The Northland Rural Support Trust can help you during and following an adverse event by:

Being a facilitator

Following an adverse event, we can assist you as you decide business options; provide mentors or colleagues from rural backgrounds to talk to; and act as facilitators for financial assistance, Work and Income support and labour assistance.

Being a contact

We are directly linked into local Civil Defence and can provide you with information about what's happening, what the risks are, and getting emergency help. A key role of the Trust is to strengthen the network of rural landowners, managers, professional and other industry organisations.

Being a listening ear

The Trust members have rural experience and can help you get back on your feet. If you or someone you know is affected by an adverse event or is facing a personal challenge, we can facilitate referral to professional counselling, financial advice and farm management expertise.

News & Alerts

Free Collaboration Community Dinner 7 November at Tauhoa Hall

the final of our series of community dinners this year - join us for a fun time

Saturday, November 03, 2018

Author: Julie Jonker
 
 

 

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Categories: Northland

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Mycoplasma Bovis information

Facts and Links

Wednesday, May 23, 2018

Author: Julie Jonker

WHAT IS MYCOPLASMA BOVIS

•          Mycoplasma bovis causes illness in cattle including mastitis, abortion, pneumonia, and arthritis.

•          Silent spreaders – cows can be infected but not ill.

•          It does not infect humans and is not a food safety risk.

•          It occurs commonly in most cattle producing countries around the world.

•          Difficult disease to detect – it hides.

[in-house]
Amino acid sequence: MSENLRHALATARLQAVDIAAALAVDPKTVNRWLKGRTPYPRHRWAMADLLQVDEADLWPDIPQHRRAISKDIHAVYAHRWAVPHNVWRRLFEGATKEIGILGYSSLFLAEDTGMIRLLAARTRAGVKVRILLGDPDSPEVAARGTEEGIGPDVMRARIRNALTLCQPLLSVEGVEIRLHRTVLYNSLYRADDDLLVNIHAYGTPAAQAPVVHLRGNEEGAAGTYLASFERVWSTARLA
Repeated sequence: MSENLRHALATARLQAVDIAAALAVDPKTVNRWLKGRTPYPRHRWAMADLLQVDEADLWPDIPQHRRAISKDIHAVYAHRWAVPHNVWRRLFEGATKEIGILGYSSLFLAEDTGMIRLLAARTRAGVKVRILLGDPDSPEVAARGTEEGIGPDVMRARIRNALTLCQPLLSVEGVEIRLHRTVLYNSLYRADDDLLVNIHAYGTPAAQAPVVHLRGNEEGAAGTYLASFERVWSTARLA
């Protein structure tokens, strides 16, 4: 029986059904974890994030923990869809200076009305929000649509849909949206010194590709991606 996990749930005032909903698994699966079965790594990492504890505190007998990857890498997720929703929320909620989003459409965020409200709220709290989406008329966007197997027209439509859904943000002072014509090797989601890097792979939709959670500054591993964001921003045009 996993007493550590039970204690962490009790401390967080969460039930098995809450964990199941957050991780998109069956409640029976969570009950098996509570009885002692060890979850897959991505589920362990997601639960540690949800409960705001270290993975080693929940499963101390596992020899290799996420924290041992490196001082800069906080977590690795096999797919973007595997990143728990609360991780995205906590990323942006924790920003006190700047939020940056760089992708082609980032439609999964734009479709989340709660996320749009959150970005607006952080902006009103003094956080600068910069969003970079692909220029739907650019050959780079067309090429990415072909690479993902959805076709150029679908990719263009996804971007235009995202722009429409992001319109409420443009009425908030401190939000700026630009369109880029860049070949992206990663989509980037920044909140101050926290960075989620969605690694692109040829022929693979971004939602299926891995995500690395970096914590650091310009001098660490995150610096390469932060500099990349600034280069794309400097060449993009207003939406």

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Categories: National, Northland

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Coastal Hazards Map

Wednesday, February 14, 2018

Author: Julie Jonker
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Categories: Northland

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When farmland is flooded by seawater

Storm surges and king tides

Tuesday, January 09, 2018

Author: Terri Anderson

What happens to farmland which has been flooded by seawater?

  • The impact will depend on how long the crop or pasture is covered by seawater. If it’s only for a short time – up to 48 hours – and gets good rainfall, grasses should bounce back. 
  • Rain is needed to wash the salt away. It’s likely the saltwater was diluted by the rains during the storm which measured up to 70mm.
  • The last similar event in the areas was 15 July 1995. This was during winter, there was plenty of rain to wash out, and pasture recovered well over a three month period.

 

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Donations

We are a voluntary Charitable Trust and would welcome your donation to help us continue supporting our Rural Families.

You can make a donation in the following ways:

Bank Transfer:
BNZ Whangarei, 02-0492-0084131-00, ref: Donation

For a receipt: P O Box 77, Whangarei 0140